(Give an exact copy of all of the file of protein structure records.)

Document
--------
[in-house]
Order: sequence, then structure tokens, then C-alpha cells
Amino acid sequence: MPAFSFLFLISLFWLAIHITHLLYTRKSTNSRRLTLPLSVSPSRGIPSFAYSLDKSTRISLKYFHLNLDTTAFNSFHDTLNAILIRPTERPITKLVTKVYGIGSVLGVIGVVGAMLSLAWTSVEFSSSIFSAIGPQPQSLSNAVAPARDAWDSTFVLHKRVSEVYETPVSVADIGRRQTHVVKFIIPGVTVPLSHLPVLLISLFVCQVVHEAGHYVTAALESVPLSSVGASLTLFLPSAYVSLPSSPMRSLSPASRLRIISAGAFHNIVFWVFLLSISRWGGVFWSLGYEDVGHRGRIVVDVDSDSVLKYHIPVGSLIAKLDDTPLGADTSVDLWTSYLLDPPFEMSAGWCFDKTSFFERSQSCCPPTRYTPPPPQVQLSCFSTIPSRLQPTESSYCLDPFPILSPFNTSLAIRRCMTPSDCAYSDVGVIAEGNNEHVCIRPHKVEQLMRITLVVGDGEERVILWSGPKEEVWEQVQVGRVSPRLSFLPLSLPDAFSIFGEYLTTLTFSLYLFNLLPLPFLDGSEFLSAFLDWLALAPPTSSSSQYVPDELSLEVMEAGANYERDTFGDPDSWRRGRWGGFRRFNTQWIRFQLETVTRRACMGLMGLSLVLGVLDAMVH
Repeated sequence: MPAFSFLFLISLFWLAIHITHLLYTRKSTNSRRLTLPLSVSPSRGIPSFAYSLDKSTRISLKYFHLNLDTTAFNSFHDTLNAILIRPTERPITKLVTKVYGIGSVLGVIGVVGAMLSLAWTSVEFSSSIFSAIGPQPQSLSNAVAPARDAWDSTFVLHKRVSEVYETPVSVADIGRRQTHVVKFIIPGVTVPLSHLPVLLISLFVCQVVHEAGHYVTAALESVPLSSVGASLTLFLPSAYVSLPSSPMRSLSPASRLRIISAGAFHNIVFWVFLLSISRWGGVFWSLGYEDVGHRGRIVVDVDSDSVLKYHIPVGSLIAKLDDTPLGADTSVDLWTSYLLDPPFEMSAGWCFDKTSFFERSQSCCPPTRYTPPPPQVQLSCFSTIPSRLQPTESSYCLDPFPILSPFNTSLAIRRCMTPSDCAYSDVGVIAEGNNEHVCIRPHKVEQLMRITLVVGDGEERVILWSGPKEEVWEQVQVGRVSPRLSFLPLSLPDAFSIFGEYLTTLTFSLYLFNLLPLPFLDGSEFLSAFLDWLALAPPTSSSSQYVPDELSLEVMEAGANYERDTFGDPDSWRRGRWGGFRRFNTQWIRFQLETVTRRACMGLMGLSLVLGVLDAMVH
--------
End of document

[in-house]
Order: sequence, then structure tokens, then C-alpha cells
Amino acid sequence: MPAFSFLFLISLFWLAIHITHLLYTRKSTNSRRLTLPLSVSPSRGIPSFAYSLDKSTRISLKYFHLNLDTTAFNSFHDTLNAILIRPTERPITKLVTKVYGIGSVLGVIGVVGAMLSLAWTSVEFSSSIFSAIGPQPQSLSNAVAPARDAWDSTFVLHKRVSEVYETPVSVADIGRRQTHVVKFIIPGVTVPLSHLPVLLISLFVCQVVHEAGHYVTAALESVPLSSVGASLTLFLPSAYVSLPSSPMRSLSPASRLRIISAGAFHNIVFWVFLLSISRWGGVFWSLGYEDVGHRGRIVVDVDSDSVLKYHIPVGSLIAKLDDTPLGADTSVDLWTSYLLDPPFEMSAGWCFDKTSFFERSQSCCPPTRYTPPPPQVQLSCFSTIPSRLQPTESSYCLDPFPILSPFNTSLAIRRCMTPSDCAYSDVGVIAEGNNEHVCIRPHKVEQLMRITLVVGDGEERVILWSGPKEEVWEQVQVGRVSPRLSFLPLSLPDAFSIFGEYLTTLTFSLYLFNLLPLPFLDGSEFLSAFLDWLALAPPTSSSSQYVPDELSLEVMEAGANYERDTFGDPDSWRRGRWGGFRRFNTQWIRFQLETVTRRACMGLMGLSLVLGVLDAMVH
Repeated sequence: MPAFSFLFLISLFWLAIHITHLLYTRKSTNSRRLTLPLSVSPSRGIPSFAYSLDKSTRISLKYFHLNLDTTAFNSFHDTLNAILIRPTERPITKLVTKVYGIGSVLGVIGVVGAMLSLAWTSVEFSSSIFSAIGPQPQSLSNAVAPARDAWDSTFVLHKRVSEVYETPVSVADIGRRQTHVVKFIIPGVTVPLSHLPVLLISLFVCQVVHEAGHYVTAALESVPLSSVGASLTLFLPSAYVSLPSSPMRSLSPASRLRIISAGAFHNIVFWVFLLSISRWGGVFWSLGYEDVGHRGRIVVDVDSDSVLKYHIPVGSLIAKLDDTPLGADTSVDLWTSYLLDPPFEMSAGWCFDKTSFFERSQSCCPPTRYTPPPPQVQLSCFSTIPSRLQPTESSYCLDPFPILSPFNTSLAIRRCMTPSDCAYSDVGVIAEGNNEHVCIRPHKVEQLMRITLVVGDGEERVILWSGPKEEVWEQVQVGRVSPRLSFLPLSLPDAFSIFGEYLTTLTFSLYLFNLLPLPFLDGSEFLSAFLDWLALAPPTSSSSQYVPDELSLEVMEAGANYERDTFGDPDSWRRGRWGGFRRFNTQWIRFQLETVTRRACMGLMGLSLVLGVLDAMVH